Since death is at the very heart of horror, it's no suprise that most monsters are linked very closely to it. When we break it down, every single one of the General Mills cereal monsters is technically a dead person. Quite jarring to analyze it that way, but also quite true. They are based on beings which do nothing if not remind us of our own mortality. This is the basic source of the horror they all inspire; whether ghost, mummy, vampire, or flesh golem.

And so we do what we always do--we protect ourselves from what we fear, in this case using one of the most tried-and-true methods. We take away its power by turning it into something which is a parody of itself, a harmless representation suitable for small children--so far removed from its origins that one really has to do some mental gymnastics to make the connection.

But the connection remains--twisted, warped and mangled far from its original meaning--yet still there. We've transformed the monstrous into something more manageable, but it's still present, if only we look hard enough. So the next time you're loafing on your recliner, a heaping bowl of Frankenberry and pink milk sitting on your belly as you take in ESPN Sportscenter, think long and hard about the gruesome, undead, homicidal atrocities that inspired your delicious, cavity-inducing breakfast.

Bon appetit!

Saturday, February 19, 2011

VAULTCAST! Conversations in the Dark: Miguel Rodriguez Returns!

Once you get two dyed-in-the-wool Godzillaphiles together, it seems you just can't keep them apart. And so, we come to the third installment of the crossover podcast series Monster Island Resort's Miguel Rodriguez and I have been recording--all about our mutual passion, Big G. This time out, we turn our attention away from the classic Showa series of the 1950s-1970s, and move on to the second series of Godzilla films.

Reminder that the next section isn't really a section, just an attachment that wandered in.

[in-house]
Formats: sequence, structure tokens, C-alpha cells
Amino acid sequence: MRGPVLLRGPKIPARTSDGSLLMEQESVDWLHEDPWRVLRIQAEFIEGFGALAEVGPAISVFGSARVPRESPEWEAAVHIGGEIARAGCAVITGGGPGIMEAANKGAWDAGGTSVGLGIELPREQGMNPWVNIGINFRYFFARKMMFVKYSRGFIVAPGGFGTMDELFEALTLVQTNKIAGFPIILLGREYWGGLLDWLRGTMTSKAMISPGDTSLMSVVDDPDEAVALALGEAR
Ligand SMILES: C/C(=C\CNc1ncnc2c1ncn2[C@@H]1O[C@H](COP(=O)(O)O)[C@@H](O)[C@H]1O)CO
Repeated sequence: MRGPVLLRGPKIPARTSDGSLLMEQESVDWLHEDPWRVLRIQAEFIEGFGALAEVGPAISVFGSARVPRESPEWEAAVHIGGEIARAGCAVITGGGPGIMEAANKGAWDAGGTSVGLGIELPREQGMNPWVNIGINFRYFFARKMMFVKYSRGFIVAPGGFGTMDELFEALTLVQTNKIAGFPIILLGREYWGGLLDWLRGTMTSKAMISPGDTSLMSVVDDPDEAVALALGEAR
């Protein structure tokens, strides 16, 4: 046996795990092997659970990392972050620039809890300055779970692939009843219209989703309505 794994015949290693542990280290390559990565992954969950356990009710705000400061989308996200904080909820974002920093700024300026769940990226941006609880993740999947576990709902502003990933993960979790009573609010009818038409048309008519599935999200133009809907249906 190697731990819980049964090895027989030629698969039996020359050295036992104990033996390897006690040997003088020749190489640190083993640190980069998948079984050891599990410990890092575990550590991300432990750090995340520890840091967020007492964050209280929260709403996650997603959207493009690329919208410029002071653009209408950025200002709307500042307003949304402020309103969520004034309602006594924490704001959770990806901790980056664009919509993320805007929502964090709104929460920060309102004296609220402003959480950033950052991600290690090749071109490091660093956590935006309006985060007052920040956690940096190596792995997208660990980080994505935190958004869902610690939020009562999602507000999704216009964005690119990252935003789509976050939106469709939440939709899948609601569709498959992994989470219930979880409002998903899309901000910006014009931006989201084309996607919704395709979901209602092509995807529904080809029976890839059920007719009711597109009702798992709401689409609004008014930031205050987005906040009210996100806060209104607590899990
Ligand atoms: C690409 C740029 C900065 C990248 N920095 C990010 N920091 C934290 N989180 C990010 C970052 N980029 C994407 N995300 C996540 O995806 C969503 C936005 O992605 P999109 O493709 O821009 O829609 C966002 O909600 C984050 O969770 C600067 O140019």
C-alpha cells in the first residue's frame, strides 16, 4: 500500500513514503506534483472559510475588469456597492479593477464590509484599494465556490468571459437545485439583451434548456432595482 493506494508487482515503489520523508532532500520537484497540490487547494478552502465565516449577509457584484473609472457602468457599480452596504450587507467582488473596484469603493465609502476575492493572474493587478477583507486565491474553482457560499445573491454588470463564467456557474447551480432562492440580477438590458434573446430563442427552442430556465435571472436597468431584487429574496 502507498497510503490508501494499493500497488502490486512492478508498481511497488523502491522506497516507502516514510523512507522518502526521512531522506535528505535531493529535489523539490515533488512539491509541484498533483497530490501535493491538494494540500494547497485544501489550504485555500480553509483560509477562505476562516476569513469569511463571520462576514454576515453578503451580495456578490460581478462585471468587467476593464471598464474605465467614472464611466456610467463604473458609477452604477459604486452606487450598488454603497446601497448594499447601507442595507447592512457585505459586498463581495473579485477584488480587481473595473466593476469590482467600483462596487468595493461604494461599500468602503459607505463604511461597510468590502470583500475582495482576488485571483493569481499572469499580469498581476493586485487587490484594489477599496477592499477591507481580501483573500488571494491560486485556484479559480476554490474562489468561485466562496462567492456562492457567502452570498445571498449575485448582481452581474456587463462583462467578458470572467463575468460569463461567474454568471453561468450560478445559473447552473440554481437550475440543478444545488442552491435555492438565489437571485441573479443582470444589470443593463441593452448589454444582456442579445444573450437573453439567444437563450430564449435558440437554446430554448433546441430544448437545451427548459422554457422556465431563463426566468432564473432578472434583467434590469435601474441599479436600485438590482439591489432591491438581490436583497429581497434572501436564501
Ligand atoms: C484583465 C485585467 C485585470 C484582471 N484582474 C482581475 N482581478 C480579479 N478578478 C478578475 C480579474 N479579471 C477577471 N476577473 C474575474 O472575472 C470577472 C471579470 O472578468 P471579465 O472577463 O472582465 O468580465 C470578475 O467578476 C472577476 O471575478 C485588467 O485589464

Produced from the mid 1980s through the late 1990s, the Heisei series represented something of a rebirth for the giant lizard. There certainly was a lot of ground to cover, and many films to discuss; but Mr. Rodriguez and I were certainly up to the task. Listen in and join us, won't you?

As always, you have a couple of options. You can listen on the embedded player below, or proceed to the Vaultcast page and download it!

Part 1 of the series!
Part 2 of the series!

Thursday, February 17, 2011

Announcing the Nominees for the 3rd Annual Cyber Horror Awards!

It's the award season again, and here in The Vault of Horror, that means it's time for the Cyber Horror Awards. Voted on exclusively by the online horror blogging/journalism community, the CHAs are now in their third installment, and have been gaining momentum each year thus far. I'm hoping this year's edition will have the strongest votership yet.

2010 was an interesting year for horror, and I think the nominees this time around reflect that. To check out the full list of nominees in the full 13 categories, proceed to the official website of the Cyber Horror Awards. Meanwhile, for you short attention-span types, here are the nominees for the the main prize, the Val Lewton Award for Best Film of 2010:

Black Swan, Fox Searchlight Pictures

Rare Exports: A Christmas Tale
, Agnes b. Productions

Let Me In
, Hammer Films

Survival of the Dead
, Blank of the Dead Productions

Piranha 3-D
, Dimension Films

I'd like to thank Paul Bibeau (author of the best-selling Sundays with Vlad) and Max Cheney of the Rondo Award-winning blog The Drunken Severed Head for helping me put together the list of nominees, and also the highly talented B-Movie Becky of The Horror Effect for once again coming through with an updated award banner.

As in previous years, the ballots have been sent out to a veritable cornucopia of the horror blogosphere's best and brightest. Votes will continue to be tabulated until the middle of March, at which point the official winners of the 2010 Cyber Horror Awards will be announced. So stay tuned, keep your eye on the Cyber Horror Awards website, and right here.

Monday, February 14, 2011

TRAILER TRASH! Hammer Horror Edition!

Friday, February 11, 2011

Zombie Love Songs: You're the One That I Chomp

You're the One That I Chomp

Him: In the Hills,
We’re multiplyin’.
And we’re losin ‘control.
‘Cause the virus
We’re supplyin’,
It’s undeadafyin!

Her: I better eat up,
‘Cause I need a brain